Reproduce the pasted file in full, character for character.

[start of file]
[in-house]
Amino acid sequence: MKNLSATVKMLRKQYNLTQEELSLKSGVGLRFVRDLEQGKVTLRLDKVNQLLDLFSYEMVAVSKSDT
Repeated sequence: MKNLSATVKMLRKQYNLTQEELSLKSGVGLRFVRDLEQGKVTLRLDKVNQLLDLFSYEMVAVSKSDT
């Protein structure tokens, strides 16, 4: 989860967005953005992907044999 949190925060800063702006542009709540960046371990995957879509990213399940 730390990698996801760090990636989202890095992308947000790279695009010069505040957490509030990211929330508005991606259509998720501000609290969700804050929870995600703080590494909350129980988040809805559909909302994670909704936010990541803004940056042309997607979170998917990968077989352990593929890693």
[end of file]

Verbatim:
[in-house]
Amino acid sequence: MKNLSATVKMLRKQYNLTQEELSLKSGVGLRFVRDLEQGKVTLRLDKVNQLLDLFSYEMVAVSKSDT
Repeated sequence: MKNLSATVKMLRKQYNLTQEELSLKSGVGLRFVRDLEQGKVTLRLDKVNQLLDLFSYEMVAVSKSDT
């Protein structure tokens, strides 16, 4: 989860967005953005992907044999 949190925060800063702006542009709540960046371990995957879509990213399940 730390990698996801760090990636989202890095992308947000790279695009010069505040957490509030990211929330508005991606259509998720501000609290969700804050929870995600703080590494909350129980988040809805559909909302994670909704936010990541803004940056042309997607979170998917990968077989352990593929890693």